Tuesday, January 24, 2006

The stand of the GODS!

Today I received my very first piece of professional movie making equipment, a Century Stand, or C-Stand for shot. Let me tell you this is about the greatest stand you could ever use. You can adjust it between 55 and 117 inches, that’s 9 feet, 9 inches tall! Plus is has a 40 inch arm that can be moved about and that’s what you mount stuff on. They are so much easer to move around then my other light stands, which weren’t actually stands, they were ladders. The arm makes it so much more versatile then traditional light stands and makes lighting much faster. I got this for about $85 on ebay and the cheapest I can find C-Stands of this size retail is $175! Rock, rock on!

Saturday, January 21, 2006

When in doubt black it out

A little bit ago someone mentioned a bit of advice from the Sin City commentary that they thought I might find interesting, it was when in doubt, black it out. This, of course, refers to just having characters on black rather then creating a virtual set to replace that lovely green backdrop. I found this very interesting as I had just thought of the same thing after watching The Iron Giant (which I recommend). There is a particular scene where Hogarth is being interrogated in the barn and one bright light turns on and everything but the table, Hogarth, and Mansfield disappear.

The thing that jumped out at me is that I have a similar scene in Vampire, but in my head I had this nice little room planned out for it. If you’ve been following my progress you’ll know I’m at a bit of a standstill due to problems getting voice actors my sound guy together at the same time. Now I wanted finish the bar scene first because the set is complete and I have most of the dialogue recorded, however the other set, the little room, is used in two scenes, one of which only has one line which I do have recorded. I did not really want to build it because I would have to spend money on materials to build the set and right now I a bit short on cash, some people say that in stop motion you can build all your sets out of random junk that is laying in your garage, and while this is true you don’t have the stylistic freedom that you have when your willing to spend a bit of money. And in my film I want to create my own alternate reality and have complete control over this world and have complete control of look and scale. Using real objects means people will think of it as something that takes place in the real world, and I don’t want people to think of my puppets as living puppets, I want them to see characters in my imagination interacting with a world that is in my imagination. That’s why I like windows and doors in my sets, because if the camera peeps out of the constriction of the set and you see a glimpse of outside world it really sells the whole thing. I want people to imagine that they can go through doorways and walk down hallways and they won’t run into studio walls. But sometimes this causes me to forget the basic principal of less is more. If you have shots the sell the world, why can’t others hide the world? Mixing these things up should make the film visually interesting. So in the end I realized that all my set really needs are a stone table/coffin thing and a door, which when open has a really hard light pouring out of it. And that would be cheep to make; I don’t think I’d have to buy anything.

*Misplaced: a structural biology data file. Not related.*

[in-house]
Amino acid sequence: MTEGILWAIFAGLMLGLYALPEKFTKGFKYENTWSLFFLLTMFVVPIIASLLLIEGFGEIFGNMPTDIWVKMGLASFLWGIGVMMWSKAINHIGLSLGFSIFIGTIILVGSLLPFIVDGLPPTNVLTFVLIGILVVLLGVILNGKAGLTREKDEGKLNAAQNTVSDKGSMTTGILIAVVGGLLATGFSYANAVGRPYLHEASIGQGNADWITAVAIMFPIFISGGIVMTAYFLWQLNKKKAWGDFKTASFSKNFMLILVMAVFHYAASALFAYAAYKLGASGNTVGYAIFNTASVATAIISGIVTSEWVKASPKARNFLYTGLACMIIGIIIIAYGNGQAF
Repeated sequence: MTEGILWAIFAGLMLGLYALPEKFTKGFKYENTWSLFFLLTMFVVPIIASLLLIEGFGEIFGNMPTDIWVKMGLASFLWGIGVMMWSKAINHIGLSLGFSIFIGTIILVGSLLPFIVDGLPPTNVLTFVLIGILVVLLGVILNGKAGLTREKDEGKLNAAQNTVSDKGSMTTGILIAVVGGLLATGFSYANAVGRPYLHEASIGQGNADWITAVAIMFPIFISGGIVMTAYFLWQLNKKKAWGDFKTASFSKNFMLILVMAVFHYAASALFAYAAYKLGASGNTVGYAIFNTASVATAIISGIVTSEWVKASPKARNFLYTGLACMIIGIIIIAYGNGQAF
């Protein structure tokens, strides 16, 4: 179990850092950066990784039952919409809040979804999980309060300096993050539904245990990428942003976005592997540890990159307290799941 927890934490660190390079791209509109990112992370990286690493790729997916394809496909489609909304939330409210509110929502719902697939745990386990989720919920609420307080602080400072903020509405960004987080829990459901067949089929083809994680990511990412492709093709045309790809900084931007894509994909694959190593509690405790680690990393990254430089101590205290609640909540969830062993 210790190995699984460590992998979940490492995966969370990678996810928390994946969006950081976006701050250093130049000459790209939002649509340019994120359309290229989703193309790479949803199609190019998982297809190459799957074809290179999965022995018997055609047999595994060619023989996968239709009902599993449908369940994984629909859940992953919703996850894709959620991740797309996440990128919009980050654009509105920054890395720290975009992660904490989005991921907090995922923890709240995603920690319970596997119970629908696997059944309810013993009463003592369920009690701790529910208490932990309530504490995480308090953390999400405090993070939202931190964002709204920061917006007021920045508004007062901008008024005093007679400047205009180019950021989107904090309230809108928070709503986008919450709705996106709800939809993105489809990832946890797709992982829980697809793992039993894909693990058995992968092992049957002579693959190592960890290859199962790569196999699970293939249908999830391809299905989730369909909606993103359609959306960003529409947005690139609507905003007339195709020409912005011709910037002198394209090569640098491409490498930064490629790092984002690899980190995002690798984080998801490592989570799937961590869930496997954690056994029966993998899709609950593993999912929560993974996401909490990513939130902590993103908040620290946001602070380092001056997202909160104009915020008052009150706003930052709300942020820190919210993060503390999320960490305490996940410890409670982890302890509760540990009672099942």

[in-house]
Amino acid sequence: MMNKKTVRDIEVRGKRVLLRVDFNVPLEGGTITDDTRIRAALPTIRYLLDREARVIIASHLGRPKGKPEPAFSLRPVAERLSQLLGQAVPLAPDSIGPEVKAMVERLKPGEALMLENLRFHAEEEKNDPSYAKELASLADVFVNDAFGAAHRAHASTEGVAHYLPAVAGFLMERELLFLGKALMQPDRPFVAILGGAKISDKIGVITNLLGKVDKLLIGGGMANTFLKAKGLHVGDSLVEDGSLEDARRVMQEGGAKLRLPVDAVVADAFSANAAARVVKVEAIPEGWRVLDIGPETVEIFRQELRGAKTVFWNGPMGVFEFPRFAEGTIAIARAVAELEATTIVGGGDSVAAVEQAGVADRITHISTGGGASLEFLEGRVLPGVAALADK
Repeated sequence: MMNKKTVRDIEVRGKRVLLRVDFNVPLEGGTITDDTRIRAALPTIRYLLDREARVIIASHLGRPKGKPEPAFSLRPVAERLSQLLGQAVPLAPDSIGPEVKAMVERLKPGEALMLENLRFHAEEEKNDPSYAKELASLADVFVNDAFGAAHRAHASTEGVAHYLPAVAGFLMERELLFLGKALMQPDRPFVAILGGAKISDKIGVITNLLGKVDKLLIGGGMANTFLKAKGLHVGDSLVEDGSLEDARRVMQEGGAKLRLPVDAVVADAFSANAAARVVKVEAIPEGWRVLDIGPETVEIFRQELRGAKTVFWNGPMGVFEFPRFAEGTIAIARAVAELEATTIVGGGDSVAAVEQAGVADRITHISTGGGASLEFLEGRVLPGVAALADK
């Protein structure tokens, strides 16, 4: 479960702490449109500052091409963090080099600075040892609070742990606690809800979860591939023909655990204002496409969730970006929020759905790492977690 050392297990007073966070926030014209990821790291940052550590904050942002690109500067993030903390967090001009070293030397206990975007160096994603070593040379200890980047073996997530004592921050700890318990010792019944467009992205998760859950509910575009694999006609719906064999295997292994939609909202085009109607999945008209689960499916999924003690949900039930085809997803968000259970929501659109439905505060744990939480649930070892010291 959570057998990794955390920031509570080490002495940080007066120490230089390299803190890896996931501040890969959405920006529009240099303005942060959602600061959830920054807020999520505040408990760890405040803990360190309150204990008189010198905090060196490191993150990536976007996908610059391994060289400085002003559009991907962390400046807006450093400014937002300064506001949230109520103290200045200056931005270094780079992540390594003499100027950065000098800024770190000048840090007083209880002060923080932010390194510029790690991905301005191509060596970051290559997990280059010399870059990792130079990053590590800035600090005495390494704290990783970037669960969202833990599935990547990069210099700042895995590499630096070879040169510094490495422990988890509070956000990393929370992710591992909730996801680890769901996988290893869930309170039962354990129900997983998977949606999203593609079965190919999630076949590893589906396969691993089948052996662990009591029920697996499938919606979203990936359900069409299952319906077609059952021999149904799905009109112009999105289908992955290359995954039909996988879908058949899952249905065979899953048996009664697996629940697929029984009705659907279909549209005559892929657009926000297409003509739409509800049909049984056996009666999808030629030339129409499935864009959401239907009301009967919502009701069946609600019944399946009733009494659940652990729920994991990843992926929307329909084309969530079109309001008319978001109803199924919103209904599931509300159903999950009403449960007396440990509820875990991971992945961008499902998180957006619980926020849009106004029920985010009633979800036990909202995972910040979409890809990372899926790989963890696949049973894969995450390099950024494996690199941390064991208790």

Wednesday, January 11, 2006

People what say words I've written.